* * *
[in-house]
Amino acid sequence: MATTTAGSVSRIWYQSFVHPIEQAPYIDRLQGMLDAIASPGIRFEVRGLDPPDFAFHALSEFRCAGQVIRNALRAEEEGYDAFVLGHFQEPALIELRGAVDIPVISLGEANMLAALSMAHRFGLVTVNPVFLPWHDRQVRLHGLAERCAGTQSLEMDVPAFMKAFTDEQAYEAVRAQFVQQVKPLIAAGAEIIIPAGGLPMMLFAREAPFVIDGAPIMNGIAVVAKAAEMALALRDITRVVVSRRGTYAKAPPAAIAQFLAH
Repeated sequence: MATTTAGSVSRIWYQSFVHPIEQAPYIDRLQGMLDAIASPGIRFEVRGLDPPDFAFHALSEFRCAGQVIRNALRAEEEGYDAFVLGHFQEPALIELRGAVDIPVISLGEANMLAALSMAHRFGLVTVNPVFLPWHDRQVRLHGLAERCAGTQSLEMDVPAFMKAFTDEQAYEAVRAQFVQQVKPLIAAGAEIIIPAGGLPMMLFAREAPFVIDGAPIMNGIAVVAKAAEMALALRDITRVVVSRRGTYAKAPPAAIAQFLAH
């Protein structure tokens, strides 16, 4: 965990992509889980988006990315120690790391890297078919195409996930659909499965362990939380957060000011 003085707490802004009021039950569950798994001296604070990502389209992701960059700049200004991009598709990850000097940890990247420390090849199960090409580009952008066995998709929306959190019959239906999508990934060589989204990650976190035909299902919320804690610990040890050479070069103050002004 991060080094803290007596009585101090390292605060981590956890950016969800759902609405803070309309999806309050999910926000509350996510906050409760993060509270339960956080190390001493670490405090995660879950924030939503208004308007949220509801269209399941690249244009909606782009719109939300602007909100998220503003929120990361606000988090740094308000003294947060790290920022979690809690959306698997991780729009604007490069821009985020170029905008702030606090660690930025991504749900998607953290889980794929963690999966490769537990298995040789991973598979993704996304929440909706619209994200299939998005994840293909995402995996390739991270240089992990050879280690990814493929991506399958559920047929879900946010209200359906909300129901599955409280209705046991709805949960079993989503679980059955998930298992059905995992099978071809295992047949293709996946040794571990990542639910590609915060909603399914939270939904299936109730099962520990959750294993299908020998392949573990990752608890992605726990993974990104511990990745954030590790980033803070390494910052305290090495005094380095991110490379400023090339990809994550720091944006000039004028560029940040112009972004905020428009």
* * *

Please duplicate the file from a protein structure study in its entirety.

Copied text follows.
[in-house]
Amino acid sequence: MATTTAGSVSRIWYQSFVHPIEQAPYIDRLQGMLDAIASPGIRFEVRGLDPPDFAFHALSEFRCAGQVIRNALRAEEEGYDAFVLGHFQEPALIELRGAVDIPVISLGEANMLAALSMAHRFGLVTVNPVFLPWHDRQVRLHGLAERCAGTQSLEMDVPAFMKAFTDEQAYEAVRAQFVQQVKPLIAAGAEIIIPAGGLPMMLFAREAPFVIDGAPIMNGIAVVAKAAEMALALRDITRVVVSRRGTYAKAPPAAIAQFLAH
Repeated sequence: MATTTAGSVSRIWYQSFVHPIEQAPYIDRLQGMLDAIASPGIRFEVRGLDPPDFAFHALSEFRCAGQVIRNALRAEEEGYDAFVLGHFQEPALIELRGAVDIPVISLGEANMLAALSMAHRFGLVTVNPVFLPWHDRQVRLHGLAERCAGTQSLEMDVPAFMKAFTDEQAYEAVRAQFVQQVKPLIAAGAEIIIPAGGLPMMLFAREAPFVIDGAPIMNGIAVVAKAAEMALALRDITRVVVSRRGTYAKAPPAAIAQFLAH
């Protein structure tokens, strides 16, 4: 965990992509889980988006990315120690790391890297078919195409996930659909499965362990939380957060000011 003085707490802004009021039950569950798994001296604070990502389209992701960059700049200004991009598709990850000097940890990247420390090849199960090409580009952008066995998709929306959190019959239906999508990934060589989204990650976190035909299902919320804690610990040890050479070069103050002004 991060080094803290007596009585101090390292605060981590956890950016969800759902609405803070309309999806309050999910926000509350996510906050409760993060509270339960956080190390001493670490405090995660879950924030939503208004308007949220509801269209399941690249244009909606782009719109939300602007909100998220503003929120990361606000988090740094308000003294947060790290920022979690809690959306698997991780729009604007490069821009985020170029905008702030606090660690930025991504749900998607953290889980794929963690999966490769537990298995040789991973598979993704996304929440909706619209994200299939998005994840293909995402995996390739991270240089992990050879280690990814493929991506399958559920047929879900946010209200359906909300129901599955409280209705046991709805949960079993989503679980059955998930298992059905995992099978071809295992047949293709996946040794571990990542639910590609915060909603399914939270939904299936109730099962520990959750294993299908020998392949573990990752608890992605726990993974990104511990990745954030590790980033803070390494910052305290090495005094380095991110490379400023090339990809994550720091944006000039004028560029940040112009972004905020428009």